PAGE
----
In Sep 95, the provisional command called SATT, with mega assistance from the ARST, and other individual professionals, conducted the very first Army Reserve Skill at Arms Challenge (SAAC) at Ft. Benning, GA. Those of you who remember, know this was designed to instruct unit marksmanship trainers/instructors using a competitive venue. Rifles and pistols were the main focus. Instructor training, how to prepare for the training, ordering ammo, ranges, etc were all included in this 2 week challenge. MG Gunderman, USARC DCG, spent most of a day with us on the ranges, talking to the soldiers we were training and observing all the activities. To say he was impressed by the SATT+ARST and the enthusiasm of the soldiers we were training would be an understatement. Unfortunately, MG Gunderson retired after only one year. I won’t get into the various “battles” fought at the USARC level, we won some we lost some.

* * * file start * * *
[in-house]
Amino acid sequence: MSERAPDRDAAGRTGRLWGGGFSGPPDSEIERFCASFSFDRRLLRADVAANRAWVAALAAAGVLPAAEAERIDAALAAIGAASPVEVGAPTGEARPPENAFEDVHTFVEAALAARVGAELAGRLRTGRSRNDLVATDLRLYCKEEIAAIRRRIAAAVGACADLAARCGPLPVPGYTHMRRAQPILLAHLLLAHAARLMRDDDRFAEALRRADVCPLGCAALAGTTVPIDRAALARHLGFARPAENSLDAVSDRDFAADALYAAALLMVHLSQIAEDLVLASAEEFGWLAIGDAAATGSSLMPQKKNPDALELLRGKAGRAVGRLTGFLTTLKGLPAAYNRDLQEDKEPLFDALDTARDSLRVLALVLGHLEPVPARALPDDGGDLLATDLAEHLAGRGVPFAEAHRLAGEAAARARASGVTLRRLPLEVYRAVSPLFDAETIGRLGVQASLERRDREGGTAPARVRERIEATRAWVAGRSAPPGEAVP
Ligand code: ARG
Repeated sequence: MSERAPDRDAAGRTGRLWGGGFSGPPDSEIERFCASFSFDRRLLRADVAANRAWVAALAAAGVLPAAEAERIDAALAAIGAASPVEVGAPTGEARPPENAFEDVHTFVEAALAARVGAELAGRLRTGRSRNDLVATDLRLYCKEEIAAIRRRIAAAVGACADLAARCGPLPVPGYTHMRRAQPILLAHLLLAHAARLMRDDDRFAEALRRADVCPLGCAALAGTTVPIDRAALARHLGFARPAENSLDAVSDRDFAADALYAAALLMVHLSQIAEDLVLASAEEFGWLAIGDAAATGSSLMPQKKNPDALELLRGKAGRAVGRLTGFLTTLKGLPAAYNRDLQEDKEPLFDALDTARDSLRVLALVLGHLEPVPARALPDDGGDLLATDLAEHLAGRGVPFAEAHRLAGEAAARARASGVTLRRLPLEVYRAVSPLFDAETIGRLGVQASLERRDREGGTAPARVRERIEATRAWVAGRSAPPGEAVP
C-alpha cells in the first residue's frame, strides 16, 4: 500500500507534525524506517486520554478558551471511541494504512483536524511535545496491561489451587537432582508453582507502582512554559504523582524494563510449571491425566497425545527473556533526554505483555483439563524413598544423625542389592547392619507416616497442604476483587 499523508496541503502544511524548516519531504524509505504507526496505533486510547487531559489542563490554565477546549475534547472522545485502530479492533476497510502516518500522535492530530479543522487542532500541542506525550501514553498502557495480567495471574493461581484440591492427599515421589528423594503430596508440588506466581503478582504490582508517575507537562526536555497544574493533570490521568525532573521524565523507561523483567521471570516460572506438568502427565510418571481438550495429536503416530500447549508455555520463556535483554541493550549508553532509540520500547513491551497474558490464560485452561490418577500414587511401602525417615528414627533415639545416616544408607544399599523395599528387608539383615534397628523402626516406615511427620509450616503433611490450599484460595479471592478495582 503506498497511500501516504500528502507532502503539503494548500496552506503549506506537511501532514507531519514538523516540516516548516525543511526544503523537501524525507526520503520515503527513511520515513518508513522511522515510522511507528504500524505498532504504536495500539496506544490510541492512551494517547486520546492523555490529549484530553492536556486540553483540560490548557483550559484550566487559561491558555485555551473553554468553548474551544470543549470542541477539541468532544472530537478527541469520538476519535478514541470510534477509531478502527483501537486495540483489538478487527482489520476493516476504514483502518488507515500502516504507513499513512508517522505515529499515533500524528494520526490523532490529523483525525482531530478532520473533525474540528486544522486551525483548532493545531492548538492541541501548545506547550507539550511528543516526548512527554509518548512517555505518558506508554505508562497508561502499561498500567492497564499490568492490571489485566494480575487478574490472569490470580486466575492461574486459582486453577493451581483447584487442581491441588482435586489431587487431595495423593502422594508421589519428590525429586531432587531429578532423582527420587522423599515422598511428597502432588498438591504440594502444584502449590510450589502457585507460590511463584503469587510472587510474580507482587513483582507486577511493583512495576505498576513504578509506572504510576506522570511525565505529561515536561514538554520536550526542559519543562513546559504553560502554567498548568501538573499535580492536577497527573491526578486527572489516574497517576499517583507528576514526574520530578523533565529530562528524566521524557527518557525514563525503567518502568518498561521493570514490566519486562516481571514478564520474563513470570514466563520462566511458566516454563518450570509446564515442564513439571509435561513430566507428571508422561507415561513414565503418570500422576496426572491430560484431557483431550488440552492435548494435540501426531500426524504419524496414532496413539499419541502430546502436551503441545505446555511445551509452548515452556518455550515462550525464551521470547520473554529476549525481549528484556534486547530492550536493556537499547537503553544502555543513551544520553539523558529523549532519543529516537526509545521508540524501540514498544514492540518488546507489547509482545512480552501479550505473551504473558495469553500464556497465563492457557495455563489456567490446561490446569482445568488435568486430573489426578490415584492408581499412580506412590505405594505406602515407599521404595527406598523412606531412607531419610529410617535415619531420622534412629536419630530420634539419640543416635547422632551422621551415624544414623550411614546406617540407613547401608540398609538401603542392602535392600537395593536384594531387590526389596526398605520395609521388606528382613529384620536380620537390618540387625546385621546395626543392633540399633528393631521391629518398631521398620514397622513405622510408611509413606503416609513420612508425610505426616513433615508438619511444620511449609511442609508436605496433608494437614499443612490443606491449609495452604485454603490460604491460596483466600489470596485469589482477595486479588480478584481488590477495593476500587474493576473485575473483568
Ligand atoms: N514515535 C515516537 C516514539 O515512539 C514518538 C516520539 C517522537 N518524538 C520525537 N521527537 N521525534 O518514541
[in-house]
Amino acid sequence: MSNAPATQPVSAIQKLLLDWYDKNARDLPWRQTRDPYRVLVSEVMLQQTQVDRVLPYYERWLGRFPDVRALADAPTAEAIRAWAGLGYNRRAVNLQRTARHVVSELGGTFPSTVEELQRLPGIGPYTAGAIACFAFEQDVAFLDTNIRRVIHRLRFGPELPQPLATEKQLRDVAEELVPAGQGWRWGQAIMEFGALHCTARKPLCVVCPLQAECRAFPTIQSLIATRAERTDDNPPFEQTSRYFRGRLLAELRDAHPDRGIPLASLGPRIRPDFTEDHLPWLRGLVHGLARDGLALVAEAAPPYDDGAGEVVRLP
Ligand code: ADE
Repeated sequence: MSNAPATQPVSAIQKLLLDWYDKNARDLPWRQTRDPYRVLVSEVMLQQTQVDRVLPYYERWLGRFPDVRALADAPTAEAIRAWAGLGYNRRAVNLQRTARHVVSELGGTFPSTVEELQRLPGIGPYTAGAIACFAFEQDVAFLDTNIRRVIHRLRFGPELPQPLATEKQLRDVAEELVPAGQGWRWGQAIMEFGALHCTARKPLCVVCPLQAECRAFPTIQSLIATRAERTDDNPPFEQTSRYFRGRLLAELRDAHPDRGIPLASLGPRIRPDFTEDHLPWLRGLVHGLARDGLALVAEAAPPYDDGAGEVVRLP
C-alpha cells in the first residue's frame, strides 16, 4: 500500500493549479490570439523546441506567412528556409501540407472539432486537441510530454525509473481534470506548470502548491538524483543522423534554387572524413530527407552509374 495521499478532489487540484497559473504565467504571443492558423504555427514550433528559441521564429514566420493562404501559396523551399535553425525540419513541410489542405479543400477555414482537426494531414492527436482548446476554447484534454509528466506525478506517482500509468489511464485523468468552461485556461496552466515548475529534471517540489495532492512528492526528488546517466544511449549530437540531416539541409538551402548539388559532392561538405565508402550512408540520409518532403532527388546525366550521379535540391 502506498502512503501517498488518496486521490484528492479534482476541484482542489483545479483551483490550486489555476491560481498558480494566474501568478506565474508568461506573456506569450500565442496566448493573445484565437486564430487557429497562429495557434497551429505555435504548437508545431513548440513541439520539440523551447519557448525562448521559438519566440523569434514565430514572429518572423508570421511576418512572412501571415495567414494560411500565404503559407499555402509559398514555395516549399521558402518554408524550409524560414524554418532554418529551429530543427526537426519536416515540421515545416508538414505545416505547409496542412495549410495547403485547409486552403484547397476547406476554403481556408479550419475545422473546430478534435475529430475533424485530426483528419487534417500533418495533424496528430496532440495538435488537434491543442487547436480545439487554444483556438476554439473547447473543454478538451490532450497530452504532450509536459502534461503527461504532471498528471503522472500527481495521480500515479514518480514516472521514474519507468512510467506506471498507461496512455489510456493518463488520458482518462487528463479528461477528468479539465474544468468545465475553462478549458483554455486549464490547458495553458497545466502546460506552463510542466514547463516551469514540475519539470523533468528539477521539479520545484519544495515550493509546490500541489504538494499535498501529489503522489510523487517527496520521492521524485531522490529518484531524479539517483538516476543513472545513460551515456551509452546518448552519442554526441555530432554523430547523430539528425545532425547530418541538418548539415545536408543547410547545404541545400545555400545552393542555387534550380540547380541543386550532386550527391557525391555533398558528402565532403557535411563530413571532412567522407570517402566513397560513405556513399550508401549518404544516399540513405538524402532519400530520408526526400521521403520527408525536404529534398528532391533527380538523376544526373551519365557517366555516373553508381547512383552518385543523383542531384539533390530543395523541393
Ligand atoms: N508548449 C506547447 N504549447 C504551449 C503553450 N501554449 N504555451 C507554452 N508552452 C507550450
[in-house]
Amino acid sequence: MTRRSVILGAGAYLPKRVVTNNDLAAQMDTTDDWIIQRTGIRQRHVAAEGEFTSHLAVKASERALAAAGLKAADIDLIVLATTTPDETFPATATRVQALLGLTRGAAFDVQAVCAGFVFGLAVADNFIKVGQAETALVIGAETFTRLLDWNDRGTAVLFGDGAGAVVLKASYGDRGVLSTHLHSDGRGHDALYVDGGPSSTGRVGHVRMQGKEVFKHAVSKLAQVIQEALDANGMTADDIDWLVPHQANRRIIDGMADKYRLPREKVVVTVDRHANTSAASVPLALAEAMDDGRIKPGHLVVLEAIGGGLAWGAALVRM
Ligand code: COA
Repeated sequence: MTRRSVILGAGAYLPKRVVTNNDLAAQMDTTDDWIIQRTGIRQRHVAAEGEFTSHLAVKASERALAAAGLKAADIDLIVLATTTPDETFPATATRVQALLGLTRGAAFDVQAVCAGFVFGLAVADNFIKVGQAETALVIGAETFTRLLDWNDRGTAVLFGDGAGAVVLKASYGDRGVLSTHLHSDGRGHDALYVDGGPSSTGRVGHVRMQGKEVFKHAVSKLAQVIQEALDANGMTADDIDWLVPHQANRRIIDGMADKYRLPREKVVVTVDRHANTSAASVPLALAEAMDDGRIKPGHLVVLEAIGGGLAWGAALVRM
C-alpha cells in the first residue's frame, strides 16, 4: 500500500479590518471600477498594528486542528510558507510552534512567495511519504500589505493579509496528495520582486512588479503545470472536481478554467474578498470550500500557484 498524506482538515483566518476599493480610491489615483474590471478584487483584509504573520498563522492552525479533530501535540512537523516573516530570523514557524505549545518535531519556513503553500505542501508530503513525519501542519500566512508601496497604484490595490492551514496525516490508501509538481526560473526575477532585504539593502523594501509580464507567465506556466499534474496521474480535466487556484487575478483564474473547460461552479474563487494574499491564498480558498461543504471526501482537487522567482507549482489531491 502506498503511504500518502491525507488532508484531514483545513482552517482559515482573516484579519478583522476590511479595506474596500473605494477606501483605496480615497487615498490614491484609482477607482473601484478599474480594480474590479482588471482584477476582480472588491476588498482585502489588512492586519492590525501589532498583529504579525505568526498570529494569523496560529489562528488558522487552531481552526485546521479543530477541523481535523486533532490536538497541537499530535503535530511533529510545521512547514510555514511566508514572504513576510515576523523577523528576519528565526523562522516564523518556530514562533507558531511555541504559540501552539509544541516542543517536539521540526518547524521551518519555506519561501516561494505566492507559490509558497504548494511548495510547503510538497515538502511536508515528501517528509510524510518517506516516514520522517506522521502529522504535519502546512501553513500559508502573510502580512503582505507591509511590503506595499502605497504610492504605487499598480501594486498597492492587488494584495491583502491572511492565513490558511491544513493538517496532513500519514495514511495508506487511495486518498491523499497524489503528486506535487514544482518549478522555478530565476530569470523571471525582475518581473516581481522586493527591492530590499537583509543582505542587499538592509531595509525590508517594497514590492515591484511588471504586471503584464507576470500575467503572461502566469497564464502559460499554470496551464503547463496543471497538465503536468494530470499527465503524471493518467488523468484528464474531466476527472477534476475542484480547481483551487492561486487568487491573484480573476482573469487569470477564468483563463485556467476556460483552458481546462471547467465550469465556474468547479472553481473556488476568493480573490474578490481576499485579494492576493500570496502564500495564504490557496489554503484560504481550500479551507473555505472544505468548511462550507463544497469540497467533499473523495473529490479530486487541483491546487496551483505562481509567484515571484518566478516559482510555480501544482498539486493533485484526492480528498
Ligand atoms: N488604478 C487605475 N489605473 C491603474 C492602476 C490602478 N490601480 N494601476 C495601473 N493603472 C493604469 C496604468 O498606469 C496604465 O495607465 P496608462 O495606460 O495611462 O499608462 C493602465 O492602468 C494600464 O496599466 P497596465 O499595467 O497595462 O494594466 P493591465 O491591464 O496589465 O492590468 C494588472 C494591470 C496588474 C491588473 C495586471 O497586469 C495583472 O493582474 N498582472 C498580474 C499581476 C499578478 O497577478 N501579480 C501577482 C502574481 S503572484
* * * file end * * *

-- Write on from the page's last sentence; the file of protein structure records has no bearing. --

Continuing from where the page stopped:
Well, here it is, some 21 years after the idea of the SATT started turning into reality, and it appears that the AC and Infantry School has had pretty much the same great idea. Pick up a copy of the 03/21/16 Army Times and read the article that provided this issue’s headline. There are some things missing from where we eventually got to, but the base mission is the same – train unit level marksmanship trainers/instructors. They include STRAC requuests, running ranges, and all of those nasty little things that keep so many from conducting good training. I don’t think the article addresses everything, but it sure looks a lot like a SAAC, except longer. I don’t know if they have a complete grasp yet of how the Army encourages failure (e.g., military academies and ROTC have little to no emphasis on marksmanship training, the failure to employ squad level live simulators for “everyday” shot grouping in basic training as well as in units – these could be rifled air rifles, lasers, or any other simulator that provides immediate feedback for shot placement/grouping).